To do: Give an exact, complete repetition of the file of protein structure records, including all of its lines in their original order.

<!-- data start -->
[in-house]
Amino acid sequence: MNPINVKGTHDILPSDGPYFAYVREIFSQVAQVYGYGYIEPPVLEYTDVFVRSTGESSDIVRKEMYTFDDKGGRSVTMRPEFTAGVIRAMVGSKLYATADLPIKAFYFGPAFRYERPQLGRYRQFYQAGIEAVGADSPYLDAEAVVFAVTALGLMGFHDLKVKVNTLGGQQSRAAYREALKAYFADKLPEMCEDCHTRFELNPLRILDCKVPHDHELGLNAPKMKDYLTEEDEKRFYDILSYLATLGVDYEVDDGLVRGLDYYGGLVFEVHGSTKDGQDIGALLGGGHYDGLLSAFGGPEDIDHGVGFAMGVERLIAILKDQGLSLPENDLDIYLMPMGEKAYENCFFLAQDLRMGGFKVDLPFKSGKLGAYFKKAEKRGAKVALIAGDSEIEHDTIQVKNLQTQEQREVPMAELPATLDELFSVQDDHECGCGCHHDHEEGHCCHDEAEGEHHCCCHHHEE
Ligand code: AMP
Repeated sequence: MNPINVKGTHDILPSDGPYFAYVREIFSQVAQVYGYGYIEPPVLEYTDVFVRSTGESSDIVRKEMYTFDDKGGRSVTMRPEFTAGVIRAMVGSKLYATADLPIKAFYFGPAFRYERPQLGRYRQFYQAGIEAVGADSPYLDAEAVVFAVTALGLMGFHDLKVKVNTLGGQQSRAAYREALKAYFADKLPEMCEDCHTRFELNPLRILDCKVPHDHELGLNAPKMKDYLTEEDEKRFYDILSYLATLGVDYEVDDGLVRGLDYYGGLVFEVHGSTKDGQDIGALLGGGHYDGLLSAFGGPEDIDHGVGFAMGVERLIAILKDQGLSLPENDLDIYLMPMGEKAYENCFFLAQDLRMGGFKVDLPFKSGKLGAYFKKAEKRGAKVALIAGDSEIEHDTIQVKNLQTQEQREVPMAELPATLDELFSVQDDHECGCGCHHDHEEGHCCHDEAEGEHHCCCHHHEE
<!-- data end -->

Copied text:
[in-house]
Amino acid sequence: MNPINVKGTHDILPSDGPYFAYVREIFSQVAQVYGYGYIEPPVLEYTDVFVRSTGESSDIVRKEMYTFDDKGGRSVTMRPEFTAGVIRAMVGSKLYATADLPIKAFYFGPAFRYERPQLGRYRQFYQAGIEAVGADSPYLDAEAVVFAVTALGLMGFHDLKVKVNTLGGQQSRAAYREALKAYFADKLPEMCEDCHTRFELNPLRILDCKVPHDHELGLNAPKMKDYLTEEDEKRFYDILSYLATLGVDYEVDDGLVRGLDYYGGLVFEVHGSTKDGQDIGALLGGGHYDGLLSAFGGPEDIDHGVGFAMGVERLIAILKDQGLSLPENDLDIYLMPMGEKAYENCFFLAQDLRMGGFKVDLPFKSGKLGAYFKKAEKRGAKVALIAGDSEIEHDTIQVKNLQTQEQREVPMAELPATLDELFSVQDDHECGCGCHHDHEEGHCCHDEAEGEHHCCCHHHEE
Ligand code: AMP
Repeated sequence: MNPINVKGTHDILPSDGPYFAYVREIFSQVAQVYGYGYIEPPVLEYTDVFVRSTGESSDIVRKEMYTFDDKGGRSVTMRPEFTAGVIRAMVGSKLYATADLPIKAFYFGPAFRYERPQLGRYRQFYQAGIEAVGADSPYLDAEAVVFAVTALGLMGFHDLKVKVNTLGGQQSRAAYREALKAYFADKLPEMCEDCHTRFELNPLRILDCKVPHDHELGLNAPKMKDYLTEEDEKRFYDILSYLATLGVDYEVDDGLVRGLDYYGGLVFEVHGSTKDGQDIGALLGGGHYDGLLSAFGGPEDIDHGVGFAMGVERLIAILKDQGLSLPENDLDIYLMPMGEKAYENCFFLAQDLRMGGFKVDLPFKSGKLGAYFKKAEKRGAKVALIAGDSEIEHDTIQVKNLQTQEQREVPMAELPATLDELFSVQDDHECGCGCHHDHEEGHCCHDEAEGEHHCCCHHHEE